Monday, August 2, 2010


I made an interesting observation. Some of the greatest martial artists who have performed their craft at the highest levels are counter-culture to the "give it all you got," culture of western society.

These individuals are tenacious in their arena, yet they seem to have more compassion. They are far surpassed in their skill and ability, yet they walk in humility and honor. They could destroy you in seconds, but they are always calm, cool, collected, and poised.

Young athletes, young men especially, strive to continuously be the Dragon: fierce, competitive, aggressive and strong. Our society has taught them that this is the way to achieve success.

But on the contrary, I have observed that the consistently dominate athletes, businessmen, martial artists, musicians, etc all maintain a certain inner strength derived through an inner peace that differs from others.

They are sometimes said to be the "nicest guy you'll ever meet," off the field. But on the field, they change. They morph. The fire out of their mouth is so much more powerful and controlled, they almost effortlessly torch their field of play.

I'd like to share with you what one Dragonhas taught me through his books. He teaches that the garbage you allow into your mind is what distracts you from letting your body and mind connect as an athlete. His name is Bruce Lee, and he calls it Wu Wei.

Wu means "non" and wei means "action, doing, striving." In the The Last Samurai, starring Tom Cruise, their is a part where Cruise is getting messed up in a training exercise by two or three Samurai. During the fight, he looks haphazard, fighting out of raw emotion, swinging his weapon with no intent, just hoping to connect. Though Cruise is a trained military soldier and warrior, his aggression and training does not give him what he needs to take on his opponents successfully. One of the Samurai yells out to Cruise, "too much mind."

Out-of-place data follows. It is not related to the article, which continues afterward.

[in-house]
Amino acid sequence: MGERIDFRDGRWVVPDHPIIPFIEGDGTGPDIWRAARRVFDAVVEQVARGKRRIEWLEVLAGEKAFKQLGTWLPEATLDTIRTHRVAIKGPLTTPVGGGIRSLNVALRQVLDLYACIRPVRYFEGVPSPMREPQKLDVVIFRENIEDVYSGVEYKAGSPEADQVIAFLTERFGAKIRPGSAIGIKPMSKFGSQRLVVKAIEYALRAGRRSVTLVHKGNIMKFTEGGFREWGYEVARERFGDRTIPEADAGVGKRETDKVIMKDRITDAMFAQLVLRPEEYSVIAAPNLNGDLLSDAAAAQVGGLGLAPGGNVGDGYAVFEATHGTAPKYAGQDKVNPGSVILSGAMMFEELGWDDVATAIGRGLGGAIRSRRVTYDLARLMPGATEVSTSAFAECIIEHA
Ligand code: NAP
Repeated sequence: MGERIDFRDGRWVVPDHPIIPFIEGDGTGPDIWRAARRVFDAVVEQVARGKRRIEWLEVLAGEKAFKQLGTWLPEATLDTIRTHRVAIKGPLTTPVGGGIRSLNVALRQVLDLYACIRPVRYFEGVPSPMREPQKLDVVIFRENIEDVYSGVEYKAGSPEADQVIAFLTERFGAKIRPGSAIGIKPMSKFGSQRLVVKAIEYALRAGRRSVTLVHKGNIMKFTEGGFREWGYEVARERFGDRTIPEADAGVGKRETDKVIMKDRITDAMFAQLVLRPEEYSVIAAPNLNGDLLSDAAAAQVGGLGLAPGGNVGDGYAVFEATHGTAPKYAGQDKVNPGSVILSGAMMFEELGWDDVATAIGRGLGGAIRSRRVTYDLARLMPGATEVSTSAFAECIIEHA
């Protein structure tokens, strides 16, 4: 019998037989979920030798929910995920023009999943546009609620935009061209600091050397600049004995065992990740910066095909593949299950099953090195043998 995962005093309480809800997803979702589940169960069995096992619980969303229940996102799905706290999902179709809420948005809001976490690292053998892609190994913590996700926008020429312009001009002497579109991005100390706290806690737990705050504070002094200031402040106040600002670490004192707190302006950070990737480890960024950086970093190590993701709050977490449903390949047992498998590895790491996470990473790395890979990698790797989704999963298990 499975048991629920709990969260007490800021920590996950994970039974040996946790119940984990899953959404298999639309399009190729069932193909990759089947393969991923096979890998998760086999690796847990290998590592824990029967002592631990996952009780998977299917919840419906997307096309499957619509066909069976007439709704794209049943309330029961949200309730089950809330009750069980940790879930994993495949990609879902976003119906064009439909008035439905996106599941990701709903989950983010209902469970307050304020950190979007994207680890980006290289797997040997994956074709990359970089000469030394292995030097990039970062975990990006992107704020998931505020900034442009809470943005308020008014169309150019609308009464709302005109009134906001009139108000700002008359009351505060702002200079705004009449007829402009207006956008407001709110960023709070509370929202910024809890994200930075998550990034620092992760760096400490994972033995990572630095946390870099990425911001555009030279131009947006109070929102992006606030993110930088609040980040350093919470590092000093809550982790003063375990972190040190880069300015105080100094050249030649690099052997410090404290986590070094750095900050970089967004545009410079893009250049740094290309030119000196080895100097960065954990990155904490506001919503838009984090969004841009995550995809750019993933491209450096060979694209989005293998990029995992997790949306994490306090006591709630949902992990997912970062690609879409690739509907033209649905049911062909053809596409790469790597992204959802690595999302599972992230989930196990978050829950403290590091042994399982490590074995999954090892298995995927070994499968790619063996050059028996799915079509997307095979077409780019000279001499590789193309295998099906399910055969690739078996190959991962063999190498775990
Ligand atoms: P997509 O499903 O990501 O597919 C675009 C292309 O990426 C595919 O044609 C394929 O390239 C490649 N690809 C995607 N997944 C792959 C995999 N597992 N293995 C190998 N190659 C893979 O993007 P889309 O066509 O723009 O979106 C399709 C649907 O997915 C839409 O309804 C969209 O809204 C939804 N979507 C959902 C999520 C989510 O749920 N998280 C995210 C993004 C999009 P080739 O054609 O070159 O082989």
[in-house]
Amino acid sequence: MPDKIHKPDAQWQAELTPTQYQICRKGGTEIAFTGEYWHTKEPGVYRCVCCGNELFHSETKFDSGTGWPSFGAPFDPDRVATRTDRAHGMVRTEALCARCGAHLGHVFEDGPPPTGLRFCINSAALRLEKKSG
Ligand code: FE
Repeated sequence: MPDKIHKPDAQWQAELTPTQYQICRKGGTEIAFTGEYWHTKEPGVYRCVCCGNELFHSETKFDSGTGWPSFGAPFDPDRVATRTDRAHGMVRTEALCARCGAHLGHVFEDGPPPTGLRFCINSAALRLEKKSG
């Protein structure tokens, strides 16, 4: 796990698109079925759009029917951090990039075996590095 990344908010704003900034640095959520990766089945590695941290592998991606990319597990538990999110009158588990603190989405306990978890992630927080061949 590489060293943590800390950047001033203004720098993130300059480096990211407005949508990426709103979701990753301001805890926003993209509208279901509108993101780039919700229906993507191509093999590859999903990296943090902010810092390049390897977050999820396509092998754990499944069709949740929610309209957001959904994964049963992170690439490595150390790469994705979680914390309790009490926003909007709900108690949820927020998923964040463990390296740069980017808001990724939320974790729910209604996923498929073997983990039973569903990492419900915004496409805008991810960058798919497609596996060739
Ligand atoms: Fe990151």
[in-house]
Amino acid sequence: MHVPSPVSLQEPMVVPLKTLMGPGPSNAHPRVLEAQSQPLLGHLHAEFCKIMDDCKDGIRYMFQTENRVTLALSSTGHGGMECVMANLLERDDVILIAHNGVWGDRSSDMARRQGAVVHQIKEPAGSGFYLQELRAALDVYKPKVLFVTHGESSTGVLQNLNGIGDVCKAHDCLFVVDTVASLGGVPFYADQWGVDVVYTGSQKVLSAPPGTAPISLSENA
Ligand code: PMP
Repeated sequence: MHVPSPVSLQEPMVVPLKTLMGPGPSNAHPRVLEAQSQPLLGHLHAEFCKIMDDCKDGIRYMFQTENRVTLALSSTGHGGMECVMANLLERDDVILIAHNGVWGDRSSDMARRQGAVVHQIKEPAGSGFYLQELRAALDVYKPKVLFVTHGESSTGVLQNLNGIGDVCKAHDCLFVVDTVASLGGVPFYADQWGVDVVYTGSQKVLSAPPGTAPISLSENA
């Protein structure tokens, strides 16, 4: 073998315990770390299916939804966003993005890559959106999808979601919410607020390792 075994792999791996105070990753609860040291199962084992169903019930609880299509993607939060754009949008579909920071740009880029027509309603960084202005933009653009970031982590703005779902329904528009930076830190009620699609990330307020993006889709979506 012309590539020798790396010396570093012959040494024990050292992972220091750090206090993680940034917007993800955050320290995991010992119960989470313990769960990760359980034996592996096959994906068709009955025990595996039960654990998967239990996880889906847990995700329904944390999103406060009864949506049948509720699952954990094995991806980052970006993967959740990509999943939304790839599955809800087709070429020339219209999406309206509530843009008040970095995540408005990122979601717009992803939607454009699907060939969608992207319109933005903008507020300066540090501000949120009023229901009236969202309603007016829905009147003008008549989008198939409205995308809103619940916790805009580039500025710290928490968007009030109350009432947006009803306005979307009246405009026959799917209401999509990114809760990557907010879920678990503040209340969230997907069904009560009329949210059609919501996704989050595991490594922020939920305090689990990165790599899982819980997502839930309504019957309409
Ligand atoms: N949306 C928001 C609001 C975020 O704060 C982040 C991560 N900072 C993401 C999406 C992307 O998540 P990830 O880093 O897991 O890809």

Wu Wei does not invoke taking no action. It is the art of letting your mind go and trusting it to do the work you've taught it to do. As an athlete, you train your skills daily. The more hours of deliberate practice you put in, the more refined you skills become.

But why, sometimes, can we not get past a certain stage. Why can't we transfer this practice to a field of play and dominate our opponents. Because we never truly trust ourselves. We get in our own way. Instead of acting in harmony with what is in front of us, we try to force the issue; control.

Attaining Wu Wei means to attain what Lee calls "spontaneous action," or "spirit action." This means that you have allowed the mind to become the governing force and have let your senses go.

To do this you must master the principle of Wuhsinor "no-mindedness." Allan Watts describes no mindedness as, "a state of wholeness in which the mind functions freely and easily, without the sensation of a second mind or ego standing over it with a club."

To all my young athletes and parents. This second mind or "club" that beats all your hard work into mediocrity is the ego. The ego is what makes us worry about what people think of our performance. It is what causes fear, anxiety, jealousy, envy, pride, vanity, covetous, and even hatred. This "club" keeps our performance on the practice field stellar, but once the lights are on, this "club" does everything that it can to tell us "we're not good enough," or "people are judging me," and so forth.

Take a lesson from one of the greatest masters of his craft. Learn the Unleash The Dragon, by trusting all the work you have put into your skill. When performing, only focus on the skill, focus on improving your ability to use what you have practiced. And do not worry about the outcome. Only by practicing and attaining, Wu Wei will you ever become a true master.

Check out this clip of Bruce Lee teaching a young student Wu Wei. He didn't mess around:)